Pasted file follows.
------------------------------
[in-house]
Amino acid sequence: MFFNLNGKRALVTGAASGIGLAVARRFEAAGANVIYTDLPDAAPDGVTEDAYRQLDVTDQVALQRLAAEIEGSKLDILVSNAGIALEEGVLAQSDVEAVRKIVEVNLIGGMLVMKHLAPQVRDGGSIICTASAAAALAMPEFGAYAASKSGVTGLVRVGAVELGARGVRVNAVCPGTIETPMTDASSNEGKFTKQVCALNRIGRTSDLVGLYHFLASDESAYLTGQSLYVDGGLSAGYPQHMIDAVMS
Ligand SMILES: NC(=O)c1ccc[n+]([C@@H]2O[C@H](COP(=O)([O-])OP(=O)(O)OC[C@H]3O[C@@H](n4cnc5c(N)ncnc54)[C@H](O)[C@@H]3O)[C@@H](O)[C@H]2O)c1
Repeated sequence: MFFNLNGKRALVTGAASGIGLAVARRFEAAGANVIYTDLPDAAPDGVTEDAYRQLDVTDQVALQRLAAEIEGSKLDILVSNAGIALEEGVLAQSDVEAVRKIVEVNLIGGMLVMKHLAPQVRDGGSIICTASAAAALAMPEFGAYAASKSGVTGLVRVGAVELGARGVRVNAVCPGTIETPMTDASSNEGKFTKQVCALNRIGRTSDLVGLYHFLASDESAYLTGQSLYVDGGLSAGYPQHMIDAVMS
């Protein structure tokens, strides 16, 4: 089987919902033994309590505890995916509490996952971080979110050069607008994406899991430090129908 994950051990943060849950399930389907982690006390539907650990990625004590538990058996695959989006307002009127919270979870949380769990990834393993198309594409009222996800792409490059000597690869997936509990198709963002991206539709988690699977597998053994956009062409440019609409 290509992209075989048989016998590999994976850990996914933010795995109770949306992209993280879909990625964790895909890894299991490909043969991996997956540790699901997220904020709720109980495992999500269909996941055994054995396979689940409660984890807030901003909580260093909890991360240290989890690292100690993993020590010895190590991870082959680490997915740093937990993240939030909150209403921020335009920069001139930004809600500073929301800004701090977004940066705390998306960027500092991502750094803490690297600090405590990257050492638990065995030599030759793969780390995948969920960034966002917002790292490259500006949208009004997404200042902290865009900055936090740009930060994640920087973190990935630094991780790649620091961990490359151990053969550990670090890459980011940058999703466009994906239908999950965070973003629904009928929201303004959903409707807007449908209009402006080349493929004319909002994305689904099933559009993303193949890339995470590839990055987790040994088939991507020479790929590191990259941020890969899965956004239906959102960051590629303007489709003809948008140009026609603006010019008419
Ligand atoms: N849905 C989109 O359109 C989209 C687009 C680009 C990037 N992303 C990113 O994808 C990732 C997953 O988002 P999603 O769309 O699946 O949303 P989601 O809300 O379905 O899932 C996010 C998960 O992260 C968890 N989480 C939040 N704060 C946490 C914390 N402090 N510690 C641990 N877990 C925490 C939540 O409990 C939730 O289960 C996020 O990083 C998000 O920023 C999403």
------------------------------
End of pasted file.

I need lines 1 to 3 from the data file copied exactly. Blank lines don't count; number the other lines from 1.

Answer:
[in-house]
Amino acid sequence: MFFNLNGKRALVTGAASGIGLAVARRFEAAGANVIYTDLPDAAPDGVTEDAYRQLDVTDQVALQRLAAEIEGSKLDILVSNAGIALEEGVLAQSDVEAVRKIVEVNLIGGMLVMKHLAPQVRDGGSIICTASAAAALAMPEFGAYAASKSGVTGLVRVGAVELGARGVRVNAVCPGTIETPMTDASSNEGKFTKQVCALNRIGRTSDLVGLYHFLASDESAYLTGQSLYVDGGLSAGYPQHMIDAVMS
Ligand SMILES: NC(=O)c1ccc[n+]([C@@H]2O[C@H](COP(=O)([O-])OP(=O)(O)OC[C@H]3O[C@@H](n4cnc5c(N)ncnc54)[C@H](O)[C@@H]3O)[C@@H](O)[C@H]2O)c1